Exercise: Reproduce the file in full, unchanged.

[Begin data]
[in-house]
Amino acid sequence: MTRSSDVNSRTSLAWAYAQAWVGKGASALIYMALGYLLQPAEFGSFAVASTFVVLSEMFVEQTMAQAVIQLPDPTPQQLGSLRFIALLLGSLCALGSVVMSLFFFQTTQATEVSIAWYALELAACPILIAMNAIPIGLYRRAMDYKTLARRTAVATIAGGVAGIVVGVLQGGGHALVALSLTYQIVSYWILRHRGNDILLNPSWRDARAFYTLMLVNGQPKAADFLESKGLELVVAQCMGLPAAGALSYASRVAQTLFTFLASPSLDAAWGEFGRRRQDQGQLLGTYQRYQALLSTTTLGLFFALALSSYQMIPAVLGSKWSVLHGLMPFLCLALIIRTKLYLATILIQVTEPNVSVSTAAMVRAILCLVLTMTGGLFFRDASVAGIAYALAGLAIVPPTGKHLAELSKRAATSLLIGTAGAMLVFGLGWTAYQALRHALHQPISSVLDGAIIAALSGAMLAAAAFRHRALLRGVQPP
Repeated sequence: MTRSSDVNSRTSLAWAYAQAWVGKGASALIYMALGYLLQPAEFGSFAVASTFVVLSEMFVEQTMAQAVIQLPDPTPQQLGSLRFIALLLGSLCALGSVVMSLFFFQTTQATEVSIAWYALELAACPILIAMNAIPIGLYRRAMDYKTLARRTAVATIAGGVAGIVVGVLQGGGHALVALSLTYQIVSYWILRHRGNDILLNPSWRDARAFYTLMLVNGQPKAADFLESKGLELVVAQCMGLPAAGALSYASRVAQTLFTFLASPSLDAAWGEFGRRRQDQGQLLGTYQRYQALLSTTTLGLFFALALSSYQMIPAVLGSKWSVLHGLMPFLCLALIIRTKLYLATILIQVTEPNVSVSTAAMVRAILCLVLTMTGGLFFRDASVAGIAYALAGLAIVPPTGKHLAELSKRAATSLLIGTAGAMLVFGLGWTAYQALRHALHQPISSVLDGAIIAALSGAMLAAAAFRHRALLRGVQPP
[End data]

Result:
[in-house]
Amino acid sequence: MTRSSDVNSRTSLAWAYAQAWVGKGASALIYMALGYLLQPAEFGSFAVASTFVVLSEMFVEQTMAQAVIQLPDPTPQQLGSLRFIALLLGSLCALGSVVMSLFFFQTTQATEVSIAWYALELAACPILIAMNAIPIGLYRRAMDYKTLARRTAVATIAGGVAGIVVGVLQGGGHALVALSLTYQIVSYWILRHRGNDILLNPSWRDARAFYTLMLVNGQPKAADFLESKGLELVVAQCMGLPAAGALSYASRVAQTLFTFLASPSLDAAWGEFGRRRQDQGQLLGTYQRYQALLSTTTLGLFFALALSSYQMIPAVLGSKWSVLHGLMPFLCLALIIRTKLYLATILIQVTEPNVSVSTAAMVRAILCLVLTMTGGLFFRDASVAGIAYALAGLAIVPPTGKHLAELSKRAATSLLIGTAGAMLVFGLGWTAYQALRHALHQPISSVLDGAIIAALSGAMLAAAAFRHRALLRGVQPP
Repeated sequence: MTRSSDVNSRTSLAWAYAQAWVGKGASALIYMALGYLLQPAEFGSFAVASTFVVLSEMFVEQTMAQAVIQLPDPTPQQLGSLRFIALLLGSLCALGSVVMSLFFFQTTQATEVSIAWYALELAACPILIAMNAIPIGLYRRAMDYKTLARRTAVATIAGGVAGIVVGVLQGGGHALVALSLTYQIVSYWILRHRGNDILLNPSWRDARAFYTLMLVNGQPKAADFLESKGLELVVAQCMGLPAAGALSYASRVAQTLFTFLASPSLDAAWGEFGRRRQDQGQLLGTYQRYQALLSTTTLGLFFALALSSYQMIPAVLGSKWSVLHGLMPFLCLALIIRTKLYLATILIQVTEPNVSVSTAAMVRAILCLVLTMTGGLFFRDASVAGIAYALAGLAIVPPTGKHLAELSKRAATSLLIGTAGAMLVFGLGWTAYQALRHALHQPISSVLDGAIIAALSGAMLAAAAFRHRALLRGVQPP